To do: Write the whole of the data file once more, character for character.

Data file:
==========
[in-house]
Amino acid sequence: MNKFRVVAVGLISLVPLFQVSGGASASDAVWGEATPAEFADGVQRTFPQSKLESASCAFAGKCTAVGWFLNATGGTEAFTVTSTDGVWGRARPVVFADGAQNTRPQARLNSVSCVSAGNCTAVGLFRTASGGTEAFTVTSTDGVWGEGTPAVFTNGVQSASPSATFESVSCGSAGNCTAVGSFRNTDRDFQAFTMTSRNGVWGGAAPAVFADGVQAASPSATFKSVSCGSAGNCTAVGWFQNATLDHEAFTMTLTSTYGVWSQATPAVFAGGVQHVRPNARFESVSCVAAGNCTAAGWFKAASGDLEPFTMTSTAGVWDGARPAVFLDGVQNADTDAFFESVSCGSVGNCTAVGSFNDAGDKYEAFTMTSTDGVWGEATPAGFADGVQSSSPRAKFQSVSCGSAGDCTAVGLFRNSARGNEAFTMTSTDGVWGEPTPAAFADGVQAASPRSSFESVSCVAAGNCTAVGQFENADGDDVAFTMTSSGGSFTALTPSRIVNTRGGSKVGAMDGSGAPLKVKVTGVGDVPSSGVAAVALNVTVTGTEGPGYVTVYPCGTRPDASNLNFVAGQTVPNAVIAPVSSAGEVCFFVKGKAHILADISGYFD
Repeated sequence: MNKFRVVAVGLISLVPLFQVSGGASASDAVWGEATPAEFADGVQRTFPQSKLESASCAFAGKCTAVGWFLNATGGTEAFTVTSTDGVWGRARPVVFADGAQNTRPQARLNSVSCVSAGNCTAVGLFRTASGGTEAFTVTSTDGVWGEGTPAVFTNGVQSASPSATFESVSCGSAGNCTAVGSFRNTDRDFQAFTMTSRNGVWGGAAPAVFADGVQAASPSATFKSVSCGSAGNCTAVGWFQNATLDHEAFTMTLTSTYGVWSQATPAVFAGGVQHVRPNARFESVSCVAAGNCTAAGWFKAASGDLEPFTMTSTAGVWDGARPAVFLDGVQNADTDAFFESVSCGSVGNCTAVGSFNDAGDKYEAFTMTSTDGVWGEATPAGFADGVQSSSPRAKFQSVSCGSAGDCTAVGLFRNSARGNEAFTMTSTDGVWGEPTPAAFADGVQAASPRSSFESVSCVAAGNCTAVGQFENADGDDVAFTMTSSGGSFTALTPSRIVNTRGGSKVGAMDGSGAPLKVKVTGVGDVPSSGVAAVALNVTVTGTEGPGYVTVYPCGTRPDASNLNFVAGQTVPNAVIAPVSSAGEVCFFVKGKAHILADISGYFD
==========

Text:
[in-house]
Amino acid sequence: MNKFRVVAVGLISLVPLFQVSGGASASDAVWGEATPAEFADGVQRTFPQSKLESASCAFAGKCTAVGWFLNATGGTEAFTVTSTDGVWGRARPVVFADGAQNTRPQARLNSVSCVSAGNCTAVGLFRTASGGTEAFTVTSTDGVWGEGTPAVFTNGVQSASPSATFESVSCGSAGNCTAVGSFRNTDRDFQAFTMTSRNGVWGGAAPAVFADGVQAASPSATFKSVSCGSAGNCTAVGWFQNATLDHEAFTMTLTSTYGVWSQATPAVFAGGVQHVRPNARFESVSCVAAGNCTAAGWFKAASGDLEPFTMTSTAGVWDGARPAVFLDGVQNADTDAFFESVSCGSVGNCTAVGSFNDAGDKYEAFTMTSTDGVWGEATPAGFADGVQSSSPRAKFQSVSCGSAGDCTAVGLFRNSARGNEAFTMTSTDGVWGEPTPAAFADGVQAASPRSSFESVSCVAAGNCTAVGQFENADGDDVAFTMTSSGGSFTALTPSRIVNTRGGSKVGAMDGSGAPLKVKVTGVGDVPSSGVAAVALNVTVTGTEGPGYVTVYPCGTRPDASNLNFVAGQTVPNAVIAPVSSAGEVCFFVKGKAHILADISGYFD
Repeated sequence: MNKFRVVAVGLISLVPLFQVSGGASASDAVWGEATPAEFADGVQRTFPQSKLESASCAFAGKCTAVGWFLNATGGTEAFTVTSTDGVWGRARPVVFADGAQNTRPQARLNSVSCVSAGNCTAVGLFRTASGGTEAFTVTSTDGVWGEGTPAVFTNGVQSASPSATFESVSCGSAGNCTAVGSFRNTDRDFQAFTMTSRNGVWGGAAPAVFADGVQAASPSATFKSVSCGSAGNCTAVGWFQNATLDHEAFTMTLTSTYGVWSQATPAVFAGGVQHVRPNARFESVSCVAAGNCTAAGWFKAASGDLEPFTMTSTAGVWDGARPAVFLDGVQNADTDAFFESVSCGSVGNCTAVGSFNDAGDKYEAFTMTSTDGVWGEATPAGFADGVQSSSPRAKFQSVSCGSAGDCTAVGLFRNSARGNEAFTMTSTDGVWGEPTPAAFADGVQAASPRSSFESVSCVAAGNCTAVGQFENADGDDVAFTMTSSGGSFTALTPSRIVNTRGGSKVGAMDGSGAPLKVKVTGVGDVPSSGVAAVALNVTVTGTEGPGYVTVYPCGTRPDASNLNFVAGQTVPNAVIAPVSSAGEVCFFVKGKAHILADISGYFD